F. B. Hole.
(Extracted from Scripture Truth Vol. 9, 1917, page 48.)
There are Scripture principles of great importance which are woven into the whole fabric of the Bible without being at any point crystallized into a formal and definite statement. Take, for instance, what is said in the Old Testament concerning "the fear of the Lord." This expression is found throughout its entire range, but it particularly comes into prominence in Deuteronomy, wherein Moses deals with the moral condition of Israel, and also in the Psalms, in Proverbs, and in the later Prophets, where we have words of divine testimony to them in view of their decadence and failure. A survey of these and kindred passages would suffice, we believe, to convince anyone that there is a principle of Scripture which may be formulated somewhat as follows:
God pays comparatively little attention to outward position where there is not a corresponding inward condition, but lays great stress on inward condition.
Let us bring together four striking passages from the Old Testament, two from the Psalms, and two from the last of the Prophets.
1. The Secret.
"The secret of the Lord is with them that fear Him; and He will show them His covenant." (Ps. 25:14).
The whole of the Psalm is occupied in emphasizing the moral and spiritual condition which is well-pleasing to God. The humble confession of sin, confidence in God, meekness of spirit, and obedience to the divine testimonies, are the things dwelt upon. These things are of great price in the sight of God in all dispensations, as is shown by the fact that although written by David yet he looks on to the ultimate prevailing of this righteous and godly seed in the millennial age (ver. 13). These are the things to which God has regard to-day, and they are summed up in the expression "the fear of the Lord."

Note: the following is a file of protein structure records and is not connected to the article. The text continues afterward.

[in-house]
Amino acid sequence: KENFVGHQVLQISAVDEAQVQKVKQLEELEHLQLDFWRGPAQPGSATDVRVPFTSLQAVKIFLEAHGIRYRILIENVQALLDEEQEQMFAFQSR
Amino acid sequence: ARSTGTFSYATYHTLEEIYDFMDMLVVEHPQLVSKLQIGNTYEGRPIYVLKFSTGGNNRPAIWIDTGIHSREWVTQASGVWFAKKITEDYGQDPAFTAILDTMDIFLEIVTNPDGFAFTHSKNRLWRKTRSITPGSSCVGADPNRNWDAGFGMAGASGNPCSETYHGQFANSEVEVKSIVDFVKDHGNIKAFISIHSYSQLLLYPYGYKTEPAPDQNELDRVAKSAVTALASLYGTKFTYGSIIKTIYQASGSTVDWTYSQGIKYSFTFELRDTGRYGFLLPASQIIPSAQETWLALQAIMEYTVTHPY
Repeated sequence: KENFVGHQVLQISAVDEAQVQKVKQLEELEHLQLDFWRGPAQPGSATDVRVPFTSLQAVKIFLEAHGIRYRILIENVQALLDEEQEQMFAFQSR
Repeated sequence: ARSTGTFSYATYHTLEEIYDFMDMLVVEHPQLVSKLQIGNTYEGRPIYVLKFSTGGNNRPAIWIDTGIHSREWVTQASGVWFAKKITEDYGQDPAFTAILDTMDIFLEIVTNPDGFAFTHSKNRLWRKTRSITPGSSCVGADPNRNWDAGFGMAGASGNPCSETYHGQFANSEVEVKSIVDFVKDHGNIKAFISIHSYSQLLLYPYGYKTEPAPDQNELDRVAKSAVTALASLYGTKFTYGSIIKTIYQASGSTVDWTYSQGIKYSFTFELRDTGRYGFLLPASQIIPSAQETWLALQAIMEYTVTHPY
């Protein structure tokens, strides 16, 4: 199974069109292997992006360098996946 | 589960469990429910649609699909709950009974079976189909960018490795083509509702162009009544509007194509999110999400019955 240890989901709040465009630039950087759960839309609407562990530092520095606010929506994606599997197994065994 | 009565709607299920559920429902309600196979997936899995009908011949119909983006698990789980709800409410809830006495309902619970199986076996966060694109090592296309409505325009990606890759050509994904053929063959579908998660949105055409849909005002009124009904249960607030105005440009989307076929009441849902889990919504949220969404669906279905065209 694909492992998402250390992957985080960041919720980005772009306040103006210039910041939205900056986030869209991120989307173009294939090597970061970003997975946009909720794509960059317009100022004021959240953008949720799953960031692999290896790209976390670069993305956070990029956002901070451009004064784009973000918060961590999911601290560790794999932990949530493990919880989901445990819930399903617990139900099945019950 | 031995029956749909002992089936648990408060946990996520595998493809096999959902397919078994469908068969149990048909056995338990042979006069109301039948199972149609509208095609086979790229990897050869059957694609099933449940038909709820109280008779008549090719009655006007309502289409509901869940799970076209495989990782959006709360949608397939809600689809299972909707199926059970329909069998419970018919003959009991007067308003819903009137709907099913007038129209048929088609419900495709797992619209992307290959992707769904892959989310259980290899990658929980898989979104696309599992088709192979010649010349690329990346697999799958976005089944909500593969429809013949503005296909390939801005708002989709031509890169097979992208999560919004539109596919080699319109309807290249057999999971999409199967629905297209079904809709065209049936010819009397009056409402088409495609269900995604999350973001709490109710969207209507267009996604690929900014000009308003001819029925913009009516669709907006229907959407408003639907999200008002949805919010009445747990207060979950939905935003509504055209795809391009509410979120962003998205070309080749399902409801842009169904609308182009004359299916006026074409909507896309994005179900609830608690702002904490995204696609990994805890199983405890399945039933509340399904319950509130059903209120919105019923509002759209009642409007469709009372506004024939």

Now it is with those that fear the Lord that His secret is. God does not make known His mind and the secret of His ways, nor admit to the intimacy of friendship all His children, and much less the world. Every child of God has the same standing in grace, and enjoys the same life, relationship, and favour, but by no means all enjoy the same intimacy of communion. To know the mind of God one thing is needful, and this is not outward standing, or correct position, or erudite acquaintance with Scripture, but a spirit and a life saturated with the fear of God.
Scripture affords us many an illustration of this. Lot was accounted righteous equally with Abraham, but he was never called, as Abraham was, "the friend of God." While the latter was let into the secret of what God was about to do to Sodom, the former knew nothing of it until the last moment.
An even more striking example is afforded by the contrast between the opening chapters of Matthew and Luke. At the moment when the greatest event in Israel's history was impending Jerusalem as a whole was wrapped in ignorance and indifference. Not only pleasure-loving Herod but also priests, and Scribes well-versed in the law, and religious Pharisees were totally unconscious that the long-promised Messiah had been born in their midst. The first intimation of this reached them through wise men from the East, who were aliens from Israel's commonwealth and strangers from the covenant of promise.
Worse than this, when they did know, months, apparently, after the event had transpired, they were able glibly enough, and correctly enough, to quote Scripture as to the place of Messiah's birth, and then proceeded to use their scriptural knowledge in attempting to encompass His death !